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Authors: Miriam Minger

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The Pagan's Prize

BOOK: The Pagan's Prize
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“Miriam Minger is a master storyteller who illustrates
the full gamut of emotions felt by her characters.
 
Emotions so strong that you are pulled into
the pages and into their lives.” – Inside Romance

 

“Another fine example of Ms. Minger’s amazing talent.
 
I thoroughly enjoyed it!” –
New York Times
bestselling author
Johanna Lindsey

THE PAGAN’S PRIZE

MIRIAM MINGER

Copyright
 
©
1993 by Miriam Minger.
 
All rights
reserved.
 
With the exception of quotes
used in reviews, this book may not be reproduced or used in whole or in part by
any means existing without written permission from the author.

Originally published by Jove Books, January 1993

Cover Copyright © 2010 by Hot Damn Designs

This is a work of fiction.
 
Any references to historical events, real people,
or real locales are used fictitiously.
 
Other names, characters, places, and incidents are the product of the
author’s imagination, and any resemblance to actual events or locales or
persons, living or dead, is entirely coincidental.

ISBN:
 
978-0-9828835-3-2

 

Other Electronic Books by Miriam Minger

Medieval Romances:

Twin Passions

Captive Rose

Wild Angel

Wild Roses

 

Regency Era Romances:

Secrets of
Midnight

My Runaway
Heart

 

Historical Romances:

Stolen
Splendor

Defiant
Impostor

 

Highland Romances:

A Hint of
Rapture

Table of Contents

 

PROLOGUE

CHAPTER 1

CHAPTER 2

CHAPTER 3

CHAPTER 4

CHAPTER 5

CHAPTER 6

CHAPTER 7

CHAPTER 8

CHAPTER 9

CHAPTER 10

CHAPTER 11

CHAPTER 12

CHAPTER 13

CHAPTER 14

CHAPTER 15

CHAPTER 16

CHAPTER 17

CHAPTER 18

CHAPTER 19

CHAPTER 20

CHAPTER 21

CHAPTER 22

CHAPTER 23

CHAPTER 24

CHAPTER 25

CHAPTER 26

CHAPTER 27

CHAPTER 28

CHAPTER 29

CHAPTER 30

 

Author's Note:
In the eleventh century, the country known today as Russia was called "Rus"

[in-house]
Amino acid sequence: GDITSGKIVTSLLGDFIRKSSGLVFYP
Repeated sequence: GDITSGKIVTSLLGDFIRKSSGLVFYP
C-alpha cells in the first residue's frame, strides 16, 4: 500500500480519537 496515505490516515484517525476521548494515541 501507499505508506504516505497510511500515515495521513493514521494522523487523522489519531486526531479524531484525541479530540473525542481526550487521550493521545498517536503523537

by its inhabitants, and so they referred to themselves. The Rus called the
Norsemen who came as mercenaries and traders to their land "Varangians,"
meaning "pledge men," for these fierce warriors obeyed an inviolable
oath to defend their sworn leader to the death. The word "viking," a
name given to the Norsemen in later centuries, described a favorite activity of
these bold and fearsome Varangians . . . "adventuring in search of wealth."

 

For now brother said to brother: "This is mine,
and that is mine also," and the princes began to say of little things, "Lo!
this is a great matter," and to forge discord against themselves.

"The Lay of the Host of Igor"

(S. Cross's Translation)

 

 

 

Prologue

 

Novgorod, Rus Land,

April, A.D. 1024

 

"No, you cannot go! You stay with Semirah!"

Rurik Sigurdson smiled lazily at the pouting,
sable-haired woman straddling his hips, her wet warmth sheathing that part of
him that only moments before had throbbed in thunderous climax.

Of his six concubines, he favored this tempestuous
Khazarian slave with her long white limbs, lilac-stained nipples, and flashing
agate eyes. But he would never allow her to know his mind, or permit his
attraction for her to grow beyond lust. He had learned long ago to put no faith
in women, seeking only the carnal pleasure they could provide him.

"You have no say in the matter," he said
huskily, caressing Semirah's slender thighs. Her pale skin, a startling
contrast to his deeply bronzed hue, was as soft as swan's down beneath his
large, callused hands. "I leave at dawn."

The woman's chin jutted, her expression growing
determined in the glow of an oil lamp placed near the richly carved bed. She